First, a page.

The world of 2D pixelated RPGs is a crowded one, primarily thanks to “RPG Maker” and other tools of a similar nature, which allow pretty much anyone with a basic understanding of game development to create their very own titles. The vast majority of these titles go unnoticed by people outside of small forums and blogs, usually because the vast majority of them aren’t very unique, memorable, or good in any way. But every now and then, something special comes along that brings a truly worthwhile experience with it. A little over a year ago, the gaming world saw the release of Undertale, which quickly gained a massive cult following and positive critical reception, becoming the gold standard for this genre. It shouldn’t come as too big a surprise, either. In an age dominated by loud, bombastic AAA releases, gamers seek smaller, more focused, and thoughtful pieces of entertainment as a kind of break from the mainstream. The time couldn’t be more right for the indie RPG.
This brings us to OneShot, a game originally created with RPG Maker 2003 and released in 2014 as part of the Indie Game Maker Contest. It was remade with RPG Maker XP and re-released in 2016 for Steam (this is the version I played). The game does not provide much story exposition in the beginning, thrusting the player and the main character into an unknown place and simply telling them that they “only have one shot.” I will avoid spoilers as much as possible, as the game is best experienced in a blind playthrough. The game contains no combat, instead opting to focus exclusively on exploration, puzzle-solving, and dialogue.
Right from the beginning, the comparisons between this title and Undertale are unavoidable. Both games include a protagonist with no clear gender, both include this protagonist finding himself/herself in a foreign land inhabited by different species to his/her own world, both include several meta elements, and so on. It doesn’t seem so unlikely that Undertale might have been at least partially inspired by OneShot. (However, Undertale remains the superior game for a variety of reasons, mainly because of its highly original combat system and more well-written characters.)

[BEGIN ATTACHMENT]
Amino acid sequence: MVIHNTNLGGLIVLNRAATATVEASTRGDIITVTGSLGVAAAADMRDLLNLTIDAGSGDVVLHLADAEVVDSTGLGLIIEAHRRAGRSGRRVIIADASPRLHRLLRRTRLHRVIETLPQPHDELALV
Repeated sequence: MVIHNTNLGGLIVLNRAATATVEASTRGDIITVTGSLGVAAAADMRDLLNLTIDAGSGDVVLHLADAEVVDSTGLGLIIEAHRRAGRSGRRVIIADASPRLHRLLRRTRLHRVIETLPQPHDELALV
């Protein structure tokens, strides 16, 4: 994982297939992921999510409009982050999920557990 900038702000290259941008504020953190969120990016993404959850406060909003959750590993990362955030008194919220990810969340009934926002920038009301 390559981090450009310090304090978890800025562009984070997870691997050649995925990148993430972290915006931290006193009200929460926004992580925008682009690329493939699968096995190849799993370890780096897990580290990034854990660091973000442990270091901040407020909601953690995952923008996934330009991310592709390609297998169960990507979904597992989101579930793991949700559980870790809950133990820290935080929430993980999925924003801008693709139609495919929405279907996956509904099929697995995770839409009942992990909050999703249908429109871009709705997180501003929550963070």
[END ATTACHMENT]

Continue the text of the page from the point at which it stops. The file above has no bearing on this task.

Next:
At its core, the story is nothing special – a mere child, named Niko, is tasked with going on a strange journey in a strange land to save its inhabitants. The best thing about this particular story is its use of explicitly meta elements. Without giving away too much, this game never forgets that you, the player, are in control of the main character. For example, when you close the game and reopen it, you receive a message that this action has affected the main character. (There are only a few times in which the game allows you to exit with no consequences, so be prepared for a few uninterrupted play sessions.) Obviously, a game having this kind of self-awareness is not a new concept, but I feel that OneShot puts an interesting twist on it. In order to spare you from having the experience spoiled, that’s all I’ll say for now
(Closing the game and reopening it causes this message to appear. You shouldn’t just leave Niko all alone like that!)
The gameplay is essentially identical to other titles within the genre. Walking around the world, picking up certain items, and interacting with characters and things in the environment are the only elements of gameplay here. The puzzles are not too difficult to solve for the most part, but I admittedly had to look up the solutions for a few of them. I had a significant gripe with a certain part of the game that isn’t even a technical “puzzle.” I was unable to enter a certain area and was told by a sign that I needed to find a certain character in order to progress. I then found this character, but she said nothing about going to the aforementioned area, and the game offered me no dialogue options to bring it up. I was stuck and had to look up a walkthrough. It turns out that all I needed to do was return to the locked area, and the character would appear when I tried to enter again. This is a highly frustrating solution that I never would have thought of. Thankfully the rest of the game’s progression is more straightforward than this.
OneShot took me approximately three hours to complete. If you’re a fan of the genre and are looking for a decently enjoyable way to pass an afternoon, you will like this game. However, if you aren’t so keen on 2D pixelated RPGs, you might want to pass on this one, as it doesn’t bring a lot of unique experiences to the table. And in this genre’s community, that is essential to standing out from the crowd.
Final rating: 6/10.
Here is the OneShot Launch Trailer:
You can find OneShot for PC on Steam.